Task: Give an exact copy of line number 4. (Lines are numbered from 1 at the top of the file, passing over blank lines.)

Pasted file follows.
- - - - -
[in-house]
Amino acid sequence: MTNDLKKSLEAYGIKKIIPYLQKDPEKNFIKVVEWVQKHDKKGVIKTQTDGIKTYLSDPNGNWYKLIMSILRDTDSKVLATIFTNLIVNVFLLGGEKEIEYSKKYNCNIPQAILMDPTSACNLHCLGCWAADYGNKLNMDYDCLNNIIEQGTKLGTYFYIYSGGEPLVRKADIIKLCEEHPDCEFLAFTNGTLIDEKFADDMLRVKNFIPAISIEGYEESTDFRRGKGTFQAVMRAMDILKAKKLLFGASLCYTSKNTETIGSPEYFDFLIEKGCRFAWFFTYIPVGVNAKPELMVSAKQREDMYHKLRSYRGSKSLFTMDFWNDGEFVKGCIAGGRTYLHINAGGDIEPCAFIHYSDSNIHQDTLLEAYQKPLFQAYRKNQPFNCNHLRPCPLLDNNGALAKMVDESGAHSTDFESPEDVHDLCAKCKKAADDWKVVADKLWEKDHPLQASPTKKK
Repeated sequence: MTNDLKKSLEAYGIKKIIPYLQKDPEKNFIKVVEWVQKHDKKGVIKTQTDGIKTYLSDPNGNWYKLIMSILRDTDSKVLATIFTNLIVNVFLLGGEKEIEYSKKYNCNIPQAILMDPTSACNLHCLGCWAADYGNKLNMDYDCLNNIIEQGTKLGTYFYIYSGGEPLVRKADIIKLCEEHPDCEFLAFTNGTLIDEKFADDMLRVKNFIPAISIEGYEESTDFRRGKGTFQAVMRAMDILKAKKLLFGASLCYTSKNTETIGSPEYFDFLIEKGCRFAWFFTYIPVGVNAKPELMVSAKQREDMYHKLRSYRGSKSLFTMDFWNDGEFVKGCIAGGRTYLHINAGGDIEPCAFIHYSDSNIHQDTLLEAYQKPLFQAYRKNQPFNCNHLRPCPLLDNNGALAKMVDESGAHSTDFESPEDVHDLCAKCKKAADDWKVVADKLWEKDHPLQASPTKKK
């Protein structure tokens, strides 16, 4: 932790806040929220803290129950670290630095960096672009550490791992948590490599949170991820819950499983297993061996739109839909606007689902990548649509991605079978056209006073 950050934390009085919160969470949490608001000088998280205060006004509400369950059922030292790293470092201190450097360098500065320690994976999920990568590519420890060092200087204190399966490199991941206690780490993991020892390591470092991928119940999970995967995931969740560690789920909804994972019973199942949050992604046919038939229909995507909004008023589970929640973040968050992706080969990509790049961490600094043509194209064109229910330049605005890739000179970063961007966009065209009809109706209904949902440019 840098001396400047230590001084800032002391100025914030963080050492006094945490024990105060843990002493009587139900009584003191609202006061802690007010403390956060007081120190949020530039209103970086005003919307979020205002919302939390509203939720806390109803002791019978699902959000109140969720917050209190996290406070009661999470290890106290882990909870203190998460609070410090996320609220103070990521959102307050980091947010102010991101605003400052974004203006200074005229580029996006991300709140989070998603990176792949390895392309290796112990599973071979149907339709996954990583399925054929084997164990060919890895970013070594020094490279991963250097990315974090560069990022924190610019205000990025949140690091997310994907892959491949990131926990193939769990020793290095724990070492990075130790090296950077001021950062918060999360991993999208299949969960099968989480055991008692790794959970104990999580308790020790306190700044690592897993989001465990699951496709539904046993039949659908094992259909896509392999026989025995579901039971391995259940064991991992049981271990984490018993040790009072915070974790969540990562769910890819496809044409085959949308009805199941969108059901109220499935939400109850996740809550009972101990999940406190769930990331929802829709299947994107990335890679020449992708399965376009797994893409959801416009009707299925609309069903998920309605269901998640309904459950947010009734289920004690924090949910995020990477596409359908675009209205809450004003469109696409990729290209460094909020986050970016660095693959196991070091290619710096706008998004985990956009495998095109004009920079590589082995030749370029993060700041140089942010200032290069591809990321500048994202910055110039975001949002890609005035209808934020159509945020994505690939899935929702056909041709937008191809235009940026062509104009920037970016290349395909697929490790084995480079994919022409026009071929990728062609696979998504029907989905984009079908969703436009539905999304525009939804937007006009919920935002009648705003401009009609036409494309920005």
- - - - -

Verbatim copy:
């Protein structure tokens, strides 16, 4: 932790806040929220803290129950670290630095960096672009550490791992948590490599949170991820819950499983297993061996739109839909606007689902990548649509991605079978056209006073 950050934390009085919160969470949490608001000088998280205060006004509400369950059922030292790293470092201190450097360098500065320690994976999920990568590519420890060092200087204190399966490199991941206690780490993991020892390591470092991928119940999970995967995931969740560690789920909804994972019973199942949050992604046919038939229909995507909004008023589970929640973040968050992706080969990509790049961490600094043509194209064109229910330049605005890739000179970063961007966009065209009809109706209904949902440019 840098001396400047230590001084800032002391100025914030963080050492006094945490024990105060843990002493009587139900009584003191609202006061802690007010403390956060007081120190949020530039209103970086005003919307979020205002919302939390509203939720806390109803002791019978699902959000109140969720917050209190996290406070009661999470290890106290882990909870203190998460609070410090996320609220103070990521959102307050980091947010102010991101605003400052974004203006200074005229580029996006991300709140989070998603990176792949390895392309290796112990599973071979149907339709996954990583399925054929084997164990060919890895970013070594020094490279991963250097990315974090560069990022924190610019205000990025949140690091997310994907892959491949990131926990193939769990020793290095724990070492990075130790090296950077001021950062918060999360991993999208299949969960099968989480055991008692790794959970104990999580308790020790306190700044690592897993989001465990699951496709539904046993039949659908094992259909896509392999026989025995579901039971391995259940064991991992049981271990984490018993040790009072915070974790969540990562769910890819496809044409085959949308009805199941969108059901109220499935939400109850996740809550009972101990999940406190769930990331929802829709299947994107990335890679020449992708399965376009797994893409959801416009009707299925609309069903998920309605269901998640309904459950947010009734289920004690924090949910995020990477596409359908675009209205809450004003469109696409990729290209460094909020986050970016660095693959196991070091290619710096706008998004985990956009495998095109004009920079590589082995030749370029993060700041140089942010200032290069591809990321500048994202910055110039975001949002890609005035209808934020159509945020994505690939899935929702056909041709937008191809235009940026062509104009920037970016290349395909697929490790084995480079994919022409026009071929990728062609696979998504029907989905984009079908969703436009539905999304525009939804937007006009919920935002009648705003401009009609036409494309920005």